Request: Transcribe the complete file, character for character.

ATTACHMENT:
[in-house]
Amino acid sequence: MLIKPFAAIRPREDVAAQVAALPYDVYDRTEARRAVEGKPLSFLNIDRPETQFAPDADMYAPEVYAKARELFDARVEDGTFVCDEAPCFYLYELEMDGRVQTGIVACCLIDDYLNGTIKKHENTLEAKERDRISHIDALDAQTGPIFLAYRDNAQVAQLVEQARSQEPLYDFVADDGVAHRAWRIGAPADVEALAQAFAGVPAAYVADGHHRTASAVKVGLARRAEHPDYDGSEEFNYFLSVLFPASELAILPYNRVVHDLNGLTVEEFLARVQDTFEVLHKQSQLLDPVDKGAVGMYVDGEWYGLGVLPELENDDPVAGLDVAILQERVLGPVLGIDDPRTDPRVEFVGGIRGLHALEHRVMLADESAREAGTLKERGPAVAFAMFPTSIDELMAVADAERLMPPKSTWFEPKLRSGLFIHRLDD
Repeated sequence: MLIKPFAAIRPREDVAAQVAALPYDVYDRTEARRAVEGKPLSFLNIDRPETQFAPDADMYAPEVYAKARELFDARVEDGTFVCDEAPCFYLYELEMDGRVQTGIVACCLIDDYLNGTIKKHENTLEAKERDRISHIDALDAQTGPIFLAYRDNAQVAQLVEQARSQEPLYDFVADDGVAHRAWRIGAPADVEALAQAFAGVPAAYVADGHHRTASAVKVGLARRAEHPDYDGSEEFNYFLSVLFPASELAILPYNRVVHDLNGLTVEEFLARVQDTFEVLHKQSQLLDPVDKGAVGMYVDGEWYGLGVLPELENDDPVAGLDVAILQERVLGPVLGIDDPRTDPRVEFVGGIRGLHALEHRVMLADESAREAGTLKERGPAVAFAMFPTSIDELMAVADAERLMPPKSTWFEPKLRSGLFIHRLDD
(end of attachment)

[in-house]
Amino acid sequence: MLIKPFAAIRPREDVAAQVAALPYDVYDRTEARRAVEGKPLSFLNIDRPETQFAPDADMYAPEVYAKARELFDARVEDGTFVCDEAPCFYLYELEMDGRVQTGIVACCLIDDYLNGTIKKHENTLEAKERDRISHIDALDAQTGPIFLAYRDNAQVAQLVEQARSQEPLYDFVADDGVAHRAWRIGAPADVEALAQAFAGVPAAYVADGHHRTASAVKVGLARRAEHPDYDGSEEFNYFLSVLFPASELAILPYNRVVHDLNGLTVEEFLARVQDTFEVLHKQSQLLDPVDKGAVGMYVDGEWYGLGVLPELENDDPVAGLDVAILQERVLGPVLGIDDPRTDPRVEFVGGIRGLHALEHRVMLADESAREAGTLKERGPAVAFAMFPTSIDELMAVADAERLMPPKSTWFEPKLRSGLFIHRLDD
Repeated sequence: MLIKPFAAIRPREDVAAQVAALPYDVYDRTEARRAVEGKPLSFLNIDRPETQFAPDADMYAPEVYAKARELFDARVEDGTFVCDEAPCFYLYELEMDGRVQTGIVACCLIDDYLNGTIKKHENTLEAKERDRISHIDALDAQTGPIFLAYRDNAQVAQLVEQARSQEPLYDFVADDGVAHRAWRIGAPADVEALAQAFAGVPAAYVADGHHRTASAVKVGLARRAEHPDYDGSEEFNYFLSVLFPASELAILPYNRVVHDLNGLTVEEFLARVQDTFEVLHKQSQLLDPVDKGAVGMYVDGEWYGLGVLPELENDDPVAGLDVAILQERVLGPVLGIDDPRTDPRVEFVGGIRGLHALEHRVMLADESAREAGTLKERGPAVAFAMFPTSIDELMAVADAERLMPPKSTWFEPKLRSGLFIHRLDD